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As an entrepreneur, it’s normal to get excited when your products or services are well-received. When your sales are up, you might immediately start scaling offerings, staff and even locations. However, this may be a premature decision.

It’s often difficult to recognize when you’re scaling your company too quickly, especially when you’re riding high on your recent successes. Below, 15 members of Forbes Coaches Council share some key signs that you may be expanding too quickly and how to correct course before it hurts your business.

1. You’re Not Meeting Your Success Metrics

Set time, volume and revenue thresholds for your company. Understand in advance what it would take for you to decide to change your plan before you have reached your goals, and put those requirements in writing. Knowing in advance what success looks like for you and for your product or service will help prevent you from feeling like you are more successful than you actually are. – Erica McCurdy, McCurdy Life Coach

2. Your Outflow And Profit Margin Ratios Are Off

Because startups don’t have a historical comparison and fads can fade, it’s important to follow management-by-statistics formulas to prevent applying the wrong steps at the wrong time. You are expanding too quickly if the outflow and profit margins start to go out of a normal ratio. To correct, evaluate and cap salaries of nonproduction positions until delivery and sales are streamlined. – Tracy Repchuk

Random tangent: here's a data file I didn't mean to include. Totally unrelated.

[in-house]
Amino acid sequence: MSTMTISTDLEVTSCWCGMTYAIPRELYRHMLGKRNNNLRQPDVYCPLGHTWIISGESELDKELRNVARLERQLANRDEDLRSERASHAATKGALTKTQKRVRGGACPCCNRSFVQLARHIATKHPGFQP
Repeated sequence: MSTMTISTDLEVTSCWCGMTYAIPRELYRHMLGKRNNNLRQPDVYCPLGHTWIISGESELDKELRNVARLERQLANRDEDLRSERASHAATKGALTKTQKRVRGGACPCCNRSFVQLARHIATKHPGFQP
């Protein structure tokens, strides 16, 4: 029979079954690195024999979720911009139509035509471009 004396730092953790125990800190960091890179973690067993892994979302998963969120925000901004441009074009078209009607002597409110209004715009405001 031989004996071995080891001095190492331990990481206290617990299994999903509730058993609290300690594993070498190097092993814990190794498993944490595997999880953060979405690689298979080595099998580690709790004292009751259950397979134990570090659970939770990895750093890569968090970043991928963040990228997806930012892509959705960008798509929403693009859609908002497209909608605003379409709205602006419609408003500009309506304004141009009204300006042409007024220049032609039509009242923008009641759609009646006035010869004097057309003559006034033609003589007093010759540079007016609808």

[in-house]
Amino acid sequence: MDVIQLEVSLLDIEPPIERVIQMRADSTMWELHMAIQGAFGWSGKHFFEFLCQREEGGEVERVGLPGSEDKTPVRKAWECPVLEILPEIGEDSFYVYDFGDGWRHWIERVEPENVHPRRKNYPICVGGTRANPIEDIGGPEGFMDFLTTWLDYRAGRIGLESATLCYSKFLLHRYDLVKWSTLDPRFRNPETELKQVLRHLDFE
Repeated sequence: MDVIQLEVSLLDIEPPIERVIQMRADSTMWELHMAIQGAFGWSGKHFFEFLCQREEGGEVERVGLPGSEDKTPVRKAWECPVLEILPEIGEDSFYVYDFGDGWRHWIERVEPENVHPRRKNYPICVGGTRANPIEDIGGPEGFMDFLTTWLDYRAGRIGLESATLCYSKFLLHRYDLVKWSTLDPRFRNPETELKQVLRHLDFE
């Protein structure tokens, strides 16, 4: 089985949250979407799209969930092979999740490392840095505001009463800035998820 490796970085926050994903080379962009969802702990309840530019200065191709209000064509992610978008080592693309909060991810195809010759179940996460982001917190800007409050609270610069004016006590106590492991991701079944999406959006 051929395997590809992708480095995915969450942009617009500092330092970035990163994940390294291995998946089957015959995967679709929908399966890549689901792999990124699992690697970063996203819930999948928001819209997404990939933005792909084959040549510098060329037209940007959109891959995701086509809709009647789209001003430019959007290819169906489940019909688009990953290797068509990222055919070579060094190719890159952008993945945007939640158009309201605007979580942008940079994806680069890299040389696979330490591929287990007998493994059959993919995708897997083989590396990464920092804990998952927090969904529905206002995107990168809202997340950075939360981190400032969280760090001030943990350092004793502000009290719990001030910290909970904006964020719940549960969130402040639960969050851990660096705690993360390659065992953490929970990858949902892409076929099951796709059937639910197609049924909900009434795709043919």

3. Your Projections Are Based Solely On Early Adopters

Rapid sales of a new service or product often come from early adopters. This is a subset of your customer base; they are easy to appeal to because they are motivated to be an early adopter. However, these results can skew projections, as the timeline for attracting customers toward the top of the adoption curve can take increasing amounts of time and resources. Establish stability, then scale. – Kyle Brost, Spark Policy Institute & Choice Strategy Group

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